It took me 2 years of living in Tanzania before finally heading out to Lake Jipe, simply because it first took me a year and 11 months to know it even exists. To say it’s off the beaten path is an understatement, especially if you approach the lake from the Tanzanian side, so this is definitely not a place where you’ll risk running into 100 other visitors. Let’s go! 

What & where is Lake Jipe?

Lake Jipe is a shallow lake on the border of Tanzania and Kenya, about 2 hours away from Moshi in northern Tanzania. It’s located just east of the northern Pare mountains which dominate the view during the ride and on the lake. On the Kenyan side you can see Tsavo National Park and if you’re lucky you might spot some of the larger animals like elephants as you can’t go super close without going into Kenya. The Holili / Taveta Tanzanian / Kenyan border is only a good hour away from the village of Jipe.

The lake is home to lots of fish, birds, hippos and crocodiles, even though the last two can normally only be found on the Tanzanian side of the lake from June to August. The locals that live in the villages around the lake live from fishing and agriculture, and it is with the fishermen of Lake Jipe themselves that you’ll be heading out onto the lake. 

A typical feature of the lake is the – sometimes huge amounts of – reeds on its shores. The wind determines how much reeds you’ll find exactly but no matter what, the main strategy of the fishermen to get onto the open part of the lake is ‘forward and onward’ so if there’s a lot of reeds, you’ll have to go through them. And THAT… is exactly what turned our trip into a memorable adventure.

Our Lake Jipe visit

We drove to Jipe without much preparation that morning, but we knew a guy who knew a guy who knew a guy that lived in Jipe and called him on the way. It still took quite some time to get everything arranged, as the reeds were extremely dense and the fishermen weren’t sure it would be possible to get through them. We finally left with almost 2 fishermen per boat instead of the usual 1, and we were soon to discover that even with twice the manpower, this wasn’t going to be an easy task.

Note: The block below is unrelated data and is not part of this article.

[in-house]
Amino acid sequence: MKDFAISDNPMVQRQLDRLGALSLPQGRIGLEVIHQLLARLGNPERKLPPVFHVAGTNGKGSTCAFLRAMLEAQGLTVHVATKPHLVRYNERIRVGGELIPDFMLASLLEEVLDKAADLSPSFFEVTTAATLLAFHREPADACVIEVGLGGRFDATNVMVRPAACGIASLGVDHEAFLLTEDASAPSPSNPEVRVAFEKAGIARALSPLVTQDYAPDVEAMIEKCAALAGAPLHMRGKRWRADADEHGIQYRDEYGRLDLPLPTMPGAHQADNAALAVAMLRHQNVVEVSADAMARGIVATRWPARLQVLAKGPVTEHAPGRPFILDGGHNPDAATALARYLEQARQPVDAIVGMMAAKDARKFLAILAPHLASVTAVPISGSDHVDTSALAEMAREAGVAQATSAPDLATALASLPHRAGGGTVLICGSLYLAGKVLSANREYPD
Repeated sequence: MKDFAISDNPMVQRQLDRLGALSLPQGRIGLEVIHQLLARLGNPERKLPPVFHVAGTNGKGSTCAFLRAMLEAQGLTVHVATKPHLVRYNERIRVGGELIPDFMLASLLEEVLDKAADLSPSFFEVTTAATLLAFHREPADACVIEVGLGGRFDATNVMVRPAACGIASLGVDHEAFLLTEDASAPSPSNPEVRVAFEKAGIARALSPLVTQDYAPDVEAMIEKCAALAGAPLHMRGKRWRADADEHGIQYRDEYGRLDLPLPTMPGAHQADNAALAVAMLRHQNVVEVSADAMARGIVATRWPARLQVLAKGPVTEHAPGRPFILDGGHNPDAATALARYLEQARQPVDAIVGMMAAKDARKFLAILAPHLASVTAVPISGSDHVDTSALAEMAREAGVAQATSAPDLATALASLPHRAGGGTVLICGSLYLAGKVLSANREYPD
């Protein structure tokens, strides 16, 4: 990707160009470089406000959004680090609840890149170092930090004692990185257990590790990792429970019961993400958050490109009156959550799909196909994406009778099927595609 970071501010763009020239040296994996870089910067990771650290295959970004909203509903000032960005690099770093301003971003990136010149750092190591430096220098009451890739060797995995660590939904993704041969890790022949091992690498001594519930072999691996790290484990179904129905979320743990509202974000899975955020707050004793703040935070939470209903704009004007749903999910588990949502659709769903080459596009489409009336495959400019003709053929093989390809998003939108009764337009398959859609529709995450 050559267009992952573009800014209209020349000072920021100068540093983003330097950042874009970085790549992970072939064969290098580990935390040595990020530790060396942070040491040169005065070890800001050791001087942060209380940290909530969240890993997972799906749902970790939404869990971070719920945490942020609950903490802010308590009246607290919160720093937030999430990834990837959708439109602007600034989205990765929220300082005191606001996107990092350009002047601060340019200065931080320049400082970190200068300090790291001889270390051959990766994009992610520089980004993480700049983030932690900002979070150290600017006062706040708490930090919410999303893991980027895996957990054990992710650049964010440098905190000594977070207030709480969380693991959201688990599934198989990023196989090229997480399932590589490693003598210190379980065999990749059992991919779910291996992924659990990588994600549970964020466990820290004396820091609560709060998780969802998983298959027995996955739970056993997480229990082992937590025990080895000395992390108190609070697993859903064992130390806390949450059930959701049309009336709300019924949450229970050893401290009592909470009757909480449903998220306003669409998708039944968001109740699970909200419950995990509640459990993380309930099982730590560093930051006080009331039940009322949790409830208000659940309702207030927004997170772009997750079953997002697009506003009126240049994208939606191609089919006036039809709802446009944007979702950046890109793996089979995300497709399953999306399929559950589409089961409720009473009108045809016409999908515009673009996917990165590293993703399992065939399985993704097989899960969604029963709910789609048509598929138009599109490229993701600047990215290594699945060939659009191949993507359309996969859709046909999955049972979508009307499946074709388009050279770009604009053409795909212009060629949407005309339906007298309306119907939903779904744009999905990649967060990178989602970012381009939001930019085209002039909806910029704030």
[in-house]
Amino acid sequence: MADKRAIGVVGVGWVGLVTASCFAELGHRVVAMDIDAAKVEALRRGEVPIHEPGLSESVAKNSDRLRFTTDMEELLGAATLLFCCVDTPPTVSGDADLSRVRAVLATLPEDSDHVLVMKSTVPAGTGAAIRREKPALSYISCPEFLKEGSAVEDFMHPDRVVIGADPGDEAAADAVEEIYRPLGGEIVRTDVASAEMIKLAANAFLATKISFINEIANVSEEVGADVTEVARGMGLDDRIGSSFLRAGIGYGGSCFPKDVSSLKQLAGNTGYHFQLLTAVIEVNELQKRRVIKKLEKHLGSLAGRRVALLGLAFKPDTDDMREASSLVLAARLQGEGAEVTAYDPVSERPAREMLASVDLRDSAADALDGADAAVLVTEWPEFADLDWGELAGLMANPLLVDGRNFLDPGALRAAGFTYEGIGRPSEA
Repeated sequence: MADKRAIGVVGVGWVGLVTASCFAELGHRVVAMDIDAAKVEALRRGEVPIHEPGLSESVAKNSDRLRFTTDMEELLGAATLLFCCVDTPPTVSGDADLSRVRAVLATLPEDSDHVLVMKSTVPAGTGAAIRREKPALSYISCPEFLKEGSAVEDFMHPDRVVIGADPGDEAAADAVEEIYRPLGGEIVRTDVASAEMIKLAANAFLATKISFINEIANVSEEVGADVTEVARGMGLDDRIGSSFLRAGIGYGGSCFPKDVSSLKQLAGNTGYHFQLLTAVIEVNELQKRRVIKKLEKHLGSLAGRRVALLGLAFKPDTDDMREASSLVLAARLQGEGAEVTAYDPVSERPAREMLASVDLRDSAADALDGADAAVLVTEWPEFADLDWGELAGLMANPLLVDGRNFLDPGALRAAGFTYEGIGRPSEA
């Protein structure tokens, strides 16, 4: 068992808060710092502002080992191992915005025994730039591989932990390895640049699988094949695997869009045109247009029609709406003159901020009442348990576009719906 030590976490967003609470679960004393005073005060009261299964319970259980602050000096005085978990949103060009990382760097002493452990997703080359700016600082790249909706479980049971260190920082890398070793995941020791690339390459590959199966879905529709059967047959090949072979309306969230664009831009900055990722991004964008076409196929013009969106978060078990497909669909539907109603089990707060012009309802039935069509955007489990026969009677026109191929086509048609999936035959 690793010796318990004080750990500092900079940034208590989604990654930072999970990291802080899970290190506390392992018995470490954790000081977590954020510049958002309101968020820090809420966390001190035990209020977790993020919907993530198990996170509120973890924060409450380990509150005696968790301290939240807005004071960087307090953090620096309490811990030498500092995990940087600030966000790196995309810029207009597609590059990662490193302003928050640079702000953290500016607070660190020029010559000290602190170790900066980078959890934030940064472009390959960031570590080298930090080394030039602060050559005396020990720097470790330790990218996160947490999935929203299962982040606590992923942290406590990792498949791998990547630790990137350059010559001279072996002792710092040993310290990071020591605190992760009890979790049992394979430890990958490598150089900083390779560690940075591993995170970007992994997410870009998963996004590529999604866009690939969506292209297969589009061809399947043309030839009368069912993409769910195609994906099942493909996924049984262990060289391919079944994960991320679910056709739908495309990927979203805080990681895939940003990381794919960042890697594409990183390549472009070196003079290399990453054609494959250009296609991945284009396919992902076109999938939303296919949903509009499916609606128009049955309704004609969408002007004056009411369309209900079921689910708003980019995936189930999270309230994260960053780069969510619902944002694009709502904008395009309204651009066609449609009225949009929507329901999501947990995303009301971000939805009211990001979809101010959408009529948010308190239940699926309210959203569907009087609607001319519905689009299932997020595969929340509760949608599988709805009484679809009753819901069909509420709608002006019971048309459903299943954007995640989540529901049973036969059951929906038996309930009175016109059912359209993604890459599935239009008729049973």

I can’t say I was particularly reassured as we approached the lake and saw the condition of the boats and I’m still not sure if my second fisherman was actually there to push away the reeds or to scoop water out of our boat non-stop instead. But – spoiler alert – we made it back without having to swim. Not that I’d have been much wetter  had that been the case but with the crocodiles and all… probably for the best anyway.  

It took us about 2 hours to get through… half of which consisted of getting pushed or walking OVER the dried reeds on the water surface instead of rowing by. Two hours of squeezing the entire lower body in order to keep the boats stable for those in the boats, two hours of sweating their butts off for the fishermen outside of the boats. In some areas you could just see large ‘bushes’ of reeds rolling around over the water surface, with potential passage ways quickly opening and closing again. 

This entire mass of reeds on the right just rolled away, creating a path for us to get through.

And then finally, there it was. The open lake, with still some reeds here and there but views all the way to Kenya in front of us and the Pare mountains in our back. We didn’t go during hippo spotting season so there wasn’t any of that, but we spent about an hour on the lake and took the time to eat on a kind of reed ‘island’ in the middle of the lake and it was just beautiful. 

After lunch, it was time to head back as the fishermen want to try to use the same paths that we used to come and if we wait too long, these might close again. The view was now determined by the Pare mountains right in front of us, and it was simply beautiful.

It still took us almost an hour and a half to get back to the starting point and by that time it was too late for us to still head out to the nearby waterfall. And honestly… we were tired and stiff from sitting in that tiny boat for several hours, getting dragged over reeds or trying to avoid being slapped in the face by one. Apparently it’s beautiful and not a very long walk, so I’d definitely recommend you check it out if you have the time. When there’s less reeds on the lake, the boat ride can easily be 2 hours shorter, leaving more than enough time.